Jay Cole was an Arkansas pastor who made a name for himself in the state with his bombastic hard-right views and TV commercials warning that America had lost its way. He also befriended DuMond, and their relationship became so close that DuMond's wife lived with the Cole family for a time.

"I became his spiritual director," Cole was quoted as saying in the LA Times. "He was a nice fella, and it was hard to believe he could have done what he was accused of doing. And Wayne claimed to be saved."

Cole was also good friends with Mike Huckabee, and when Huckabee became governor of Arkansas in 1996, the Christian right community started a pressure campaign to get DuMond released from prison.

Not that Huckabee needed much goosing to make common cause with conspiracy theorists accusing the Clintons of shady dealings with the DuMond case. While governor, Huckabee wrote to DuMond, expressing his "desire is that you be released from prison".

By then, Bill Clinton was president, and this conspiracy theory made the jump to the national stage.

Steve Dunleavy of the New York Post went on a crusade to expose Clinton's supposed frame-up of an innocent man. In a typical 1999 piece, Dunleavy writes that the "rape never happened" and describes the victim as a "so-called rape victim." He also suggests that she fingered the wrong guy, even though that contradicts his assumption that it "never happened."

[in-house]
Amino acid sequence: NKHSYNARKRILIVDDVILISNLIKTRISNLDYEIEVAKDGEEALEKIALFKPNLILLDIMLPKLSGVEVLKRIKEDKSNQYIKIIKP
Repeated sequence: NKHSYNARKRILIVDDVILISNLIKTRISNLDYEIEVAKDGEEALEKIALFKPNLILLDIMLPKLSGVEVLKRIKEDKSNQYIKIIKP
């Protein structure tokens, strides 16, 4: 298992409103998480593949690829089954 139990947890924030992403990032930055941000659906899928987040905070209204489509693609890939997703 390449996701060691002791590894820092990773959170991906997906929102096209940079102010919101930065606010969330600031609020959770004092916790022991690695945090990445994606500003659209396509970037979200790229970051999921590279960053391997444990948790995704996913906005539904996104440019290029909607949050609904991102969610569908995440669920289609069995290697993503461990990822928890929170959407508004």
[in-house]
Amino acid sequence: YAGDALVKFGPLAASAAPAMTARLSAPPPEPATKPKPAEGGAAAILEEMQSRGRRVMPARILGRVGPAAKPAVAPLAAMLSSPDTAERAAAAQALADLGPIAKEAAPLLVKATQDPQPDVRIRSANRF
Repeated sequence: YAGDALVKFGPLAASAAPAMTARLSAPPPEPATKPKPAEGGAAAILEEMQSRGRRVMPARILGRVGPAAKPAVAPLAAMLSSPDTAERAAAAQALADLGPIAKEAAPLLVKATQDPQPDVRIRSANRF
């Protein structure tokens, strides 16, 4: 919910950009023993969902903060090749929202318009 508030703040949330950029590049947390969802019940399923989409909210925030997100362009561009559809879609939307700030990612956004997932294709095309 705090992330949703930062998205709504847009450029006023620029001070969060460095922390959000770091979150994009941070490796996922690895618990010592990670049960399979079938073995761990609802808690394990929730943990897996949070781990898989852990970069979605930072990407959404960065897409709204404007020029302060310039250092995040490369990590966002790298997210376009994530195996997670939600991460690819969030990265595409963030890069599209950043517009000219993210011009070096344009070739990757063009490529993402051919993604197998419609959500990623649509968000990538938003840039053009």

(Stevens, on the other hand, told the LA Times that she'll "never forget [Dumond's] face".)

The conspiracy theory even made the leap from right-wing circles to lefty circles eager to paint the Clintons as neoliberal sellouts.

Ward Harkavy of the Village Voice published a glowing profile of DuMond, portraying Clinton's unwillingness to parole DuMond as evidence of his heartlessness. Of Dumont's castration, Harkavy wrote that it was "another Clinton saga of genitalia that fell into the wrong hands."

It was under this cacophony of suspicion aimed at the Clintons that Huckabee chose to act. According to a 2002 piece by Murray S. Waas of the Arkansas Times, Huckabee took extraordinary measures in fighting to release DuMond.

"It was a process marked by deviation from accepted parole practice and direct personal lobbying by the governor, in an apparently illegal and unrecorded closed-door meeting with the parole board," Waas wrote.

One board member claimed that Huckabee flatly stated that DuMond got a "raw deal." Another board member said she signed DuMond's parole papers "because the governor wanted DuMond paroled."